25 Years On – The Impact of the European Working Time Directive
- A definition of the Working Time Directive including an explanation of the relationship with national legislation
- A brief history, including a review of the original objectives
- Variations across the European Union
- The impact of the regulations – both in terms of meeting the original aims and on the day to day lives of HR professionals and employees
- Comparisons with the USA and Japan
- A look to the future
Presented by: Dave Barker, Global Product Manager, WorkForce Software
It is 25 years since the European Union—then an elite club of just 12 countries—enacted the first version of the Working Time Directive (WTD). In those 25 years the world has changed: the European Union itself has more than doubled in size; global competition has intensified; and new models of works such as the so-called gig economy have appeared.
Now is a good time to look back. To revisit the original objectives of this piece of social legislation and assess whether or not they have been met. To consider whether the regulations have helped or hindered the growth of business. To reflect on whether European citizens now have a ‘better’ working life. We will also make comparisons with other major economies such as the USA and Japan where attitudes to work and work-life balance have historically been very different.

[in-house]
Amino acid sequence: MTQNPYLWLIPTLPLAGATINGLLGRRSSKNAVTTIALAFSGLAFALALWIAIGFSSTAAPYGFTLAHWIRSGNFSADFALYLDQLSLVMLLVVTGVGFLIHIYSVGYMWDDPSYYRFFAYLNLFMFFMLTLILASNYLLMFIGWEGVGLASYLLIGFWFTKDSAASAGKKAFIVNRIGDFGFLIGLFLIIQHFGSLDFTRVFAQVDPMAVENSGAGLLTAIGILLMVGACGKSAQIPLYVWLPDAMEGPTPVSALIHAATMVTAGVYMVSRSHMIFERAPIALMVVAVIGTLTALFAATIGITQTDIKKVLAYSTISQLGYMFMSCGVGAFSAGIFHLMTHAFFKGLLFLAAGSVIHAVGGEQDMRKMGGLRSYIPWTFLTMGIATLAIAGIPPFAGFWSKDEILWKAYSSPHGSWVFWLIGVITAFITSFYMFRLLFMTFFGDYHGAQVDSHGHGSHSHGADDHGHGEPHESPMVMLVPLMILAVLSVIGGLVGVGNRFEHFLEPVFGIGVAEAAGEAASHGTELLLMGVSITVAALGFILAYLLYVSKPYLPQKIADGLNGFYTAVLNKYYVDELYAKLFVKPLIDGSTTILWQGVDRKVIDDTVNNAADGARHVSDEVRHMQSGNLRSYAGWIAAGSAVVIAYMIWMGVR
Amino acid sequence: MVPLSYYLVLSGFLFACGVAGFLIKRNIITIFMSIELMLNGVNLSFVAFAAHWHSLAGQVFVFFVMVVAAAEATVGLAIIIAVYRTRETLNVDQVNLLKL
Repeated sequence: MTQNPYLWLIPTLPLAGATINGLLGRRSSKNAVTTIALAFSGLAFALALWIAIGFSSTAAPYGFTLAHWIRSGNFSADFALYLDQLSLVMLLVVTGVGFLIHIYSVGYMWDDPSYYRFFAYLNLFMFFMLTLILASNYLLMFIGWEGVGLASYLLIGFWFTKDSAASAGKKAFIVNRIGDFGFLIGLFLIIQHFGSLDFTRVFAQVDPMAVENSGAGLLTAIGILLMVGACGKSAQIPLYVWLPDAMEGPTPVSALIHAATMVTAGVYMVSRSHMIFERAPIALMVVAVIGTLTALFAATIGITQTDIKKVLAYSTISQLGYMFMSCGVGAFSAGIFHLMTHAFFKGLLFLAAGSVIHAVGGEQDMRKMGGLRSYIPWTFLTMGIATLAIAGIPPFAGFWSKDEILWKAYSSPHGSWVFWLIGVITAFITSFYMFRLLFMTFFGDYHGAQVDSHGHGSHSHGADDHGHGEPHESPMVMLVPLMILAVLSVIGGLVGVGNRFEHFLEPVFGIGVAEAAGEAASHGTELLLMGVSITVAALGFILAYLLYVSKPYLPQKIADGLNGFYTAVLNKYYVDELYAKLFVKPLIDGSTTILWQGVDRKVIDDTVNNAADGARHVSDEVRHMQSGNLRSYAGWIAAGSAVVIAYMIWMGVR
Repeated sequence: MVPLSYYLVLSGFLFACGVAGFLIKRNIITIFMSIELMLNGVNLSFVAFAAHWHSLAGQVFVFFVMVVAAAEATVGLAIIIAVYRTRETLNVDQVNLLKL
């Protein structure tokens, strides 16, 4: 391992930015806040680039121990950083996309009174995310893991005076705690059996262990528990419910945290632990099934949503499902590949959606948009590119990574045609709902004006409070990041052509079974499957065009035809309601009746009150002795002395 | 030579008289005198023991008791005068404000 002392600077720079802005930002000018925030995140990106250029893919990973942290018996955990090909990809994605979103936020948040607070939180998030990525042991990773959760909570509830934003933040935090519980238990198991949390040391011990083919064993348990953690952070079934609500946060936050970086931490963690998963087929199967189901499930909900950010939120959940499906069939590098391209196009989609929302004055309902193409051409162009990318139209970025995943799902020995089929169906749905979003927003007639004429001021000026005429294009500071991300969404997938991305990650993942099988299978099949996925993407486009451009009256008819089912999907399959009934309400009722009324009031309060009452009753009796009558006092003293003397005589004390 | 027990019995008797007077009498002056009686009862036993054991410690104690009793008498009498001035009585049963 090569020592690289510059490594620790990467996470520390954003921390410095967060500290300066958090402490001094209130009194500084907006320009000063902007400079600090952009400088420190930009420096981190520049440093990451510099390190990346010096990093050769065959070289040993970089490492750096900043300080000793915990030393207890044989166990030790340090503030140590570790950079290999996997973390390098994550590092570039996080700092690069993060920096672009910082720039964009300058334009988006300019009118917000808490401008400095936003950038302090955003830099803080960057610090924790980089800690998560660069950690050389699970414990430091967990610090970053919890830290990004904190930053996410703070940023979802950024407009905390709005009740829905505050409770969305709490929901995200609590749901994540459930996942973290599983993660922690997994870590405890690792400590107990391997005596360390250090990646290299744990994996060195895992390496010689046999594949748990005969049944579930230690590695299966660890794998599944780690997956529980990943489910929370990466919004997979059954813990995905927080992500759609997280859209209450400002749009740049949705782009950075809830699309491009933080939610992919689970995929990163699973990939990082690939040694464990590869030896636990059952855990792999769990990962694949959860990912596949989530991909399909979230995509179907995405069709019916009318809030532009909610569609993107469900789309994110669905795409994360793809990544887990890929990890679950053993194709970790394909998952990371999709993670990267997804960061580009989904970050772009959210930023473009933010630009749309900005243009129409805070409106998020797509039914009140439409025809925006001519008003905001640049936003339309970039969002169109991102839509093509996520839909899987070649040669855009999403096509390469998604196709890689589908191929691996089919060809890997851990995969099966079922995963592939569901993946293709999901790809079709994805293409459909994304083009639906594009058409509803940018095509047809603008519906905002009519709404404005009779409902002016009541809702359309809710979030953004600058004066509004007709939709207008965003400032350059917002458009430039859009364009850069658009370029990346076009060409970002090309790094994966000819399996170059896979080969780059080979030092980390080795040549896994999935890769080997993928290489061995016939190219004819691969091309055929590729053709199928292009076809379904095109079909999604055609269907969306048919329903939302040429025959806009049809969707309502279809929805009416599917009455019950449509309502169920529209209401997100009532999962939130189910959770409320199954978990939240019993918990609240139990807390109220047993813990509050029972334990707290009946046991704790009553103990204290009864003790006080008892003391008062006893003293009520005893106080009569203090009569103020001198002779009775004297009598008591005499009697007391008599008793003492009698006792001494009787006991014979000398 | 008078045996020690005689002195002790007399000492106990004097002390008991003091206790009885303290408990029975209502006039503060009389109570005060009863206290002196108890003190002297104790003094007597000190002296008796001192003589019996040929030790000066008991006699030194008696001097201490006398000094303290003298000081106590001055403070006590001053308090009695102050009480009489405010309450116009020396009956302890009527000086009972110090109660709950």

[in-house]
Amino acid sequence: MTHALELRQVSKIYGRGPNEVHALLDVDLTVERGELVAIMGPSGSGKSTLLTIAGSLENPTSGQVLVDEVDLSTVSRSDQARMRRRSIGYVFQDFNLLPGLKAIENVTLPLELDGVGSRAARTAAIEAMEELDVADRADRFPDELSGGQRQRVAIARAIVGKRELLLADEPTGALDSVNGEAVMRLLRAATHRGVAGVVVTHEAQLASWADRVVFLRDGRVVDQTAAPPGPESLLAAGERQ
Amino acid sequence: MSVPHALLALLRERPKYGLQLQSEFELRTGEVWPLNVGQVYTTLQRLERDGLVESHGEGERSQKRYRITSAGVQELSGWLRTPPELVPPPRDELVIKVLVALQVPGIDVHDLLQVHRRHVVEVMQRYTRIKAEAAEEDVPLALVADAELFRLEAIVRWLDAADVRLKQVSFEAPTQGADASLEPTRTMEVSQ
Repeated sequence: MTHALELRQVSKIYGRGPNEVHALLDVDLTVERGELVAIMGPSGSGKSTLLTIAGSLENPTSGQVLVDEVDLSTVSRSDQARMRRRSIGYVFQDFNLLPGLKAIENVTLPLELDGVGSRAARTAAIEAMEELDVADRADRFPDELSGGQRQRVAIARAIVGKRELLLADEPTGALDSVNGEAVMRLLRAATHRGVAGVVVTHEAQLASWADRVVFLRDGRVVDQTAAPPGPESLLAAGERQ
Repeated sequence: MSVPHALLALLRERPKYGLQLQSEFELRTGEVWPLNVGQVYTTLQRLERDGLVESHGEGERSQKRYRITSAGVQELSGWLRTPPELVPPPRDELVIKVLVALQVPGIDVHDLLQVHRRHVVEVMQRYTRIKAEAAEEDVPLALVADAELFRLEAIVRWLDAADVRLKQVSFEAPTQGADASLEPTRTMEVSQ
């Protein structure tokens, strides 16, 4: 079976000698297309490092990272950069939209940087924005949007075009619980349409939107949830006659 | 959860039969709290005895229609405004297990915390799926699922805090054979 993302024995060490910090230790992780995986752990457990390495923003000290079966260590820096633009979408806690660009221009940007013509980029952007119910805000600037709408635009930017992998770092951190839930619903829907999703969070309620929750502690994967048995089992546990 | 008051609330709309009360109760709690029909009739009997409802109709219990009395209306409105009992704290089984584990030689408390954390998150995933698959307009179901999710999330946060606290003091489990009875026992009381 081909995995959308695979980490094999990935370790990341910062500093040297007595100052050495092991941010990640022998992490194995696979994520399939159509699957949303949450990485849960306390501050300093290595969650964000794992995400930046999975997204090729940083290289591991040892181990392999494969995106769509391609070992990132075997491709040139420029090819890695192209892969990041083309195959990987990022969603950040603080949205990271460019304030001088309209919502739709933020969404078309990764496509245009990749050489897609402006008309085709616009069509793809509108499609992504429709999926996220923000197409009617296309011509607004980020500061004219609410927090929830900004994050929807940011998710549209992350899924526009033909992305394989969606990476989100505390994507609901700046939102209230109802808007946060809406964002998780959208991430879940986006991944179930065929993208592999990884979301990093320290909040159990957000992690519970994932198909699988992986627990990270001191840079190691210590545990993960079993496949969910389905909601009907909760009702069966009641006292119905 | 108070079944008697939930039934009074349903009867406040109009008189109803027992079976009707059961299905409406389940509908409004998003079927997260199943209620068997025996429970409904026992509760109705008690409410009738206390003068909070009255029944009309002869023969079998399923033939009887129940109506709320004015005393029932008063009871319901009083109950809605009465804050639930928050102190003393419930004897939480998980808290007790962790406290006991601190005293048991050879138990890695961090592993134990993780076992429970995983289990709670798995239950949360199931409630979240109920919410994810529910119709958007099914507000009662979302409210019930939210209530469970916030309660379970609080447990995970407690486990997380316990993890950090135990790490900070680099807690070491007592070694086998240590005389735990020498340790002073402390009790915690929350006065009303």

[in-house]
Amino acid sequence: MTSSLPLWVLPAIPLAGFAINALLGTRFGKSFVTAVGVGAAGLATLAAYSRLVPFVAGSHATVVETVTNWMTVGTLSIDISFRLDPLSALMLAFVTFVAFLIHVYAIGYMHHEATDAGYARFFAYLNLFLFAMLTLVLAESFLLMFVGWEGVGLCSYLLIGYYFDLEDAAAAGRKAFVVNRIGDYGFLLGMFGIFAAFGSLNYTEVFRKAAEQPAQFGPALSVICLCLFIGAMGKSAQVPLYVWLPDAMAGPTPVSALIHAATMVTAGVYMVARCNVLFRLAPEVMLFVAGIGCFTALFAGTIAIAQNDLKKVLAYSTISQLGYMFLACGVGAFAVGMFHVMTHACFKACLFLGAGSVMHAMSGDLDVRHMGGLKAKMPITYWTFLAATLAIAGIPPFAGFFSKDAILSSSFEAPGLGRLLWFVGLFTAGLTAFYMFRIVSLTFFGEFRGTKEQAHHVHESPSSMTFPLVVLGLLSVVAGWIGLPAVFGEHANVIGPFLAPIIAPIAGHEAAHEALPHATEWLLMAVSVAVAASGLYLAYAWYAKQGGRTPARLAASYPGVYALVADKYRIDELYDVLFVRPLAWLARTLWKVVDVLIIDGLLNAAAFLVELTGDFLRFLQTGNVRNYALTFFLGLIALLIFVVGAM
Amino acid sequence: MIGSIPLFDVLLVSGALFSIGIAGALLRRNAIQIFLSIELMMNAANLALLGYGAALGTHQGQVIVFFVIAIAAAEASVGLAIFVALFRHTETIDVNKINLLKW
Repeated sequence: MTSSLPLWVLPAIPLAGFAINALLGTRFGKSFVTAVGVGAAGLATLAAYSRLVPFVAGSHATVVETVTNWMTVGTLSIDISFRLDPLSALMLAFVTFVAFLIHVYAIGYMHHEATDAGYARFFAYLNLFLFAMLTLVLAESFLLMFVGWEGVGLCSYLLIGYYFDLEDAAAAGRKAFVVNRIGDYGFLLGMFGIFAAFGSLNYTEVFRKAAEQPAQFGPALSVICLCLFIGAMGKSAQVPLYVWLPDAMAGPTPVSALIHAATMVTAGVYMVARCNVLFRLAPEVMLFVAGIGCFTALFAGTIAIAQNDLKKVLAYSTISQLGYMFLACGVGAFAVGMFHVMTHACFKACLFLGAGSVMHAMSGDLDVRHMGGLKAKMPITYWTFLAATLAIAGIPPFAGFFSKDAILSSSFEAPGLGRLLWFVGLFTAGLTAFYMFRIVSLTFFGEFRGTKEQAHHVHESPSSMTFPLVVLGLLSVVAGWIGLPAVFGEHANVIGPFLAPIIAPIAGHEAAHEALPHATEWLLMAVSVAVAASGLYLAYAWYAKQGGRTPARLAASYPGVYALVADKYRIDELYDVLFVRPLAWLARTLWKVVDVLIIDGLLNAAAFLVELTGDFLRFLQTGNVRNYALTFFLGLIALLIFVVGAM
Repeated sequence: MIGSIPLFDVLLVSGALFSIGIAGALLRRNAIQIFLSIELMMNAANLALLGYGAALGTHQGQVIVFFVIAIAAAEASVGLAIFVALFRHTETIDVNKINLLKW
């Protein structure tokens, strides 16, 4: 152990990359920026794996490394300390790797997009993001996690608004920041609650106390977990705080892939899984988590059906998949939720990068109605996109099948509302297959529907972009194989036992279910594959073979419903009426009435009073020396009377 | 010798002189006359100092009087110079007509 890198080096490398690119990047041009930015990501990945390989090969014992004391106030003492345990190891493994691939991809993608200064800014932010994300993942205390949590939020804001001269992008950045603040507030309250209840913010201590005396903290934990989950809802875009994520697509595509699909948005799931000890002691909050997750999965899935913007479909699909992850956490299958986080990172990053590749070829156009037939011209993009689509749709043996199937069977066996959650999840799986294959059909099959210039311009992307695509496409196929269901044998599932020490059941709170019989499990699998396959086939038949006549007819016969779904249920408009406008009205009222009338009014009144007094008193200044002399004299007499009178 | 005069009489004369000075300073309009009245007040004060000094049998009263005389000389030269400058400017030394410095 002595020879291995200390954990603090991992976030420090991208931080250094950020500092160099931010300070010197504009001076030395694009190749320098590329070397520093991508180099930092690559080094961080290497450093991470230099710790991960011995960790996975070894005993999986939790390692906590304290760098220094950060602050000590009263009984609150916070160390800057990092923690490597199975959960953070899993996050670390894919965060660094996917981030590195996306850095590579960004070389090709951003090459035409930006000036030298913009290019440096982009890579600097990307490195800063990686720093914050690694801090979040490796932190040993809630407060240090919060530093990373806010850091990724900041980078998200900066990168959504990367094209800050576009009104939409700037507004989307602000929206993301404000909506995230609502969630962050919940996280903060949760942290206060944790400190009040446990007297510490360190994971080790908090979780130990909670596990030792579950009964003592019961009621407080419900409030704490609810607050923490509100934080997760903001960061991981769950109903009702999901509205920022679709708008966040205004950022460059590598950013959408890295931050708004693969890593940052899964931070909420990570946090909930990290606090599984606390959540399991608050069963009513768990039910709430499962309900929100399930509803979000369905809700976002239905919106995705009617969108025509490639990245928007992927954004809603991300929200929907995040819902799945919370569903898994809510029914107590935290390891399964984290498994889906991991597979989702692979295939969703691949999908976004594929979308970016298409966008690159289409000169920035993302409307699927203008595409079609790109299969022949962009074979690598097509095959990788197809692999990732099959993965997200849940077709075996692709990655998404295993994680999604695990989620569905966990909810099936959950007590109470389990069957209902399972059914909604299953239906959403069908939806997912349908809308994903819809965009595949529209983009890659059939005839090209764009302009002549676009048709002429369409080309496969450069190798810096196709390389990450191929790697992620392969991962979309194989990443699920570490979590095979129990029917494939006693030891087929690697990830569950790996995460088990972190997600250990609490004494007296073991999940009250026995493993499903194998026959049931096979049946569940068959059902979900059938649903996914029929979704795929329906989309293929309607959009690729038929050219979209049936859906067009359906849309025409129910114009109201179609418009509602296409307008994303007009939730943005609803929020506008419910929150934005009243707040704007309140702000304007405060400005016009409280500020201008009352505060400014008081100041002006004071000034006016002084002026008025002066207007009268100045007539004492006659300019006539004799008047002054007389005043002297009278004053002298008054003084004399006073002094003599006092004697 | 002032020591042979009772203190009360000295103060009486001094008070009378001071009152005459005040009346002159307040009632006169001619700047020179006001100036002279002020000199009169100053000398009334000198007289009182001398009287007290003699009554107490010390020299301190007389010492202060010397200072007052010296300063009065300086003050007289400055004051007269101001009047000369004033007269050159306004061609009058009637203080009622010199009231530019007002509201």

This session will be of value to a broad HR audience whether working within the European Union and concerned about ensuring compliance with what are a complex set of regulations, or with global responsibility from outside Europe attempting to understand what might seem like a very different approach to the regulation of work.
This webinar is brought to you by WorkForce Software: making work easy for the connected workforce around the globe. With complete visibility across all employee groups and locations, WorkForce Software equips organisations to demonstrate compliance with regulations such as the WTD, reduce labour costs, and boost employee engagement, all while maximising operational efficiencies.